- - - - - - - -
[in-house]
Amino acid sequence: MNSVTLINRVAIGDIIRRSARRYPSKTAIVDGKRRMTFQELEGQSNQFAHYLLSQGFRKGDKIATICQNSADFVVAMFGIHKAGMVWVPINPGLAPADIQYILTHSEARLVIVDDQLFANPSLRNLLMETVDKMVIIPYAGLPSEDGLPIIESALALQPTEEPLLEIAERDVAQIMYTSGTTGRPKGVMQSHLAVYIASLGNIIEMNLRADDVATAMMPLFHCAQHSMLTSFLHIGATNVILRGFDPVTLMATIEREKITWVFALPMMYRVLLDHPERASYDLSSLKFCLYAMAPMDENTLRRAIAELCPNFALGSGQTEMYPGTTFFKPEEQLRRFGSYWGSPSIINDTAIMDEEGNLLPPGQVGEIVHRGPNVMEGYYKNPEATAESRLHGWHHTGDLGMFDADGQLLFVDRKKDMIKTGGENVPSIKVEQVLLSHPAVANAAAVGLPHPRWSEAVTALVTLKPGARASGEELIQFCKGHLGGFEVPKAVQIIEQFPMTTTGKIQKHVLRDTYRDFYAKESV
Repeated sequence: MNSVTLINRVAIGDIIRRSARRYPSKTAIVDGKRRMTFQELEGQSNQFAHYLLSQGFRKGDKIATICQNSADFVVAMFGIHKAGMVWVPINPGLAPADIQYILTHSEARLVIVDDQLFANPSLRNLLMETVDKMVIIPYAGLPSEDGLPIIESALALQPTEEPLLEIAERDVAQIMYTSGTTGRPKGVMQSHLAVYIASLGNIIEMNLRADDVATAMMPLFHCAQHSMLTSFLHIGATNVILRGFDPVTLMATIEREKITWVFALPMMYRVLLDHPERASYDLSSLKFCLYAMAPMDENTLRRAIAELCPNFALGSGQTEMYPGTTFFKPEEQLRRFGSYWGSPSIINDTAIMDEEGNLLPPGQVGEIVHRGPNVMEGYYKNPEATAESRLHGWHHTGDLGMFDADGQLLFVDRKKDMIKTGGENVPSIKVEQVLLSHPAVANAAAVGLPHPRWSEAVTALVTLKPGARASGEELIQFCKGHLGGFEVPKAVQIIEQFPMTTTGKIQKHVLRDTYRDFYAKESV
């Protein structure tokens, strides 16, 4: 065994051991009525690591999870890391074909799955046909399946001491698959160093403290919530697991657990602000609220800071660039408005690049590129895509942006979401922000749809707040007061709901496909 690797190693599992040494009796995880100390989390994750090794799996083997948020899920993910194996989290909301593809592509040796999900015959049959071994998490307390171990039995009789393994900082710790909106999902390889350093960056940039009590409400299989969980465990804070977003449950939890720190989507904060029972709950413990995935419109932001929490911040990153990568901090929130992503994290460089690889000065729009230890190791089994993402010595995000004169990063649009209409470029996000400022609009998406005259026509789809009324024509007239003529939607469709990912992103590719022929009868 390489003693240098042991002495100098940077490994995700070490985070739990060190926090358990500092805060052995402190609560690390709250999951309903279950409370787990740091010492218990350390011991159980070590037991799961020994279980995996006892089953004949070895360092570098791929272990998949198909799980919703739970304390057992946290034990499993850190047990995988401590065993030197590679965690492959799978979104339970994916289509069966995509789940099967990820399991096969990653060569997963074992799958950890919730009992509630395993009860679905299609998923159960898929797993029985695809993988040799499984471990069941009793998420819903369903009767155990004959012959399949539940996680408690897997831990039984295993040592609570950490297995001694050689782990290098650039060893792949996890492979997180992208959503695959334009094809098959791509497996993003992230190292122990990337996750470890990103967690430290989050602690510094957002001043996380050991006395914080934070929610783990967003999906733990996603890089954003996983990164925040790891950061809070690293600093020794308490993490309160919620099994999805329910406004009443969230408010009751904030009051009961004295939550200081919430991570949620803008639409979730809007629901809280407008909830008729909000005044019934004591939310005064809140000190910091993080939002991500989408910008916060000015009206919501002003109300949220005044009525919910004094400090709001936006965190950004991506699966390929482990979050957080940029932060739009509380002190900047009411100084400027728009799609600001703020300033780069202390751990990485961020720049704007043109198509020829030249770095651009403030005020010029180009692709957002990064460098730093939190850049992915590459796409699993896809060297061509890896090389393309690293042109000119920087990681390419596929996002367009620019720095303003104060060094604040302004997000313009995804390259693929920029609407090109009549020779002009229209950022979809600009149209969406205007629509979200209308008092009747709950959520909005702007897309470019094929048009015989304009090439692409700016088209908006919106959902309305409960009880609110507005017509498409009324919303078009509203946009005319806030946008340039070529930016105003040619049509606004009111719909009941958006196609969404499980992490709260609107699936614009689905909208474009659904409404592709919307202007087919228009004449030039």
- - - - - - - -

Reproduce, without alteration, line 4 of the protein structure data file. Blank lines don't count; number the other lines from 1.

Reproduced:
């Protein structure tokens, strides 16, 4: 065994051991009525690591999870890391074909799955046909399946001491698959160093403290919530697991657990602000609220800071660039408005690049590129895509942006979401922000749809707040007061709901496909 690797190693599992040494009796995880100390989390994750090794799996083997948020899920993910194996989290909301593809592509040796999900015959049959071994998490307390171990039995009789393994900082710790909106999902390889350093960056940039009590409400299989969980465990804070977003449950939890720190989507904060029972709950413990995935419109932001929490911040990153990568901090929130992503994290460089690889000065729009230890190791089994993402010595995000004169990063649009209409470029996000400022609009998406005259026509789809009324024509007239003529939607469709990912992103590719022929009868 390489003693240098042991002495100098940077490994995700070490985070739990060190926090358990500092805060052995402190609560690390709250999951309903279950409370787990740091010492218990350390011991159980070590037991799961020994279980995996006892089953004949070895360092570098791929272990998949198909799980919703739970304390057992946290034990499993850190047990995988401590065993030197590679965690492959799978979104339970994916289509069966995509789940099967990820399991096969990653060569997963074992799958950890919730009992509630395993009860679905299609998923159960898929797993029985695809993988040799499984471990069941009793998420819903369903009767155990004959012959399949539940996680408690897997831990039984295993040592609570950490297995001694050689782990290098650039060893792949996890492979997180992208959503695959334009094809098959791509497996993003992230190292122990990337996750470890990103967690430290989050602690510094957002001043996380050991006395914080934070929610783990967003999906733990996603890089954003996983990164925040790891950061809070690293600093020794308490993490309160919620099994999805329910406004009443969230408010009751904030009051009961004295939550200081919430991570949620803008639409979730809007629901809280407008909830008729909000005044019934004591939310005064809140000190910091993080939002991500989408910008916060000015009206919501002003109300949220005044009525919910004094400090709001936006965190950004991506699966390929482990979050957080940029932060739009509380002190900047009411100084400027728009799609600001703020300033780069202390751990990485961020720049704007043109198509020829030249770095651009403030005020010029180009692709957002990064460098730093939190850049992915590459796409699993896809060297061509890896090389393309690293042109000119920087990681390419596929996002367009620019720095303003104060060094604040302004997000313009995804390259693929920029609407090109009549020779002009229209950022979809600009149209969406205007629509979200209308008092009747709950959520909005702007897309470019094929048009015989304009090439692409700016088209908006919106959902309305409960009880609110507005017509498409009324919303078009509203946009005319806030946008340039070529930016105003040619049509606004009111719909009941958006196609969404499980992490709260609107699936614009689905909208474009659904409404592709919307202007087919228009004449030039």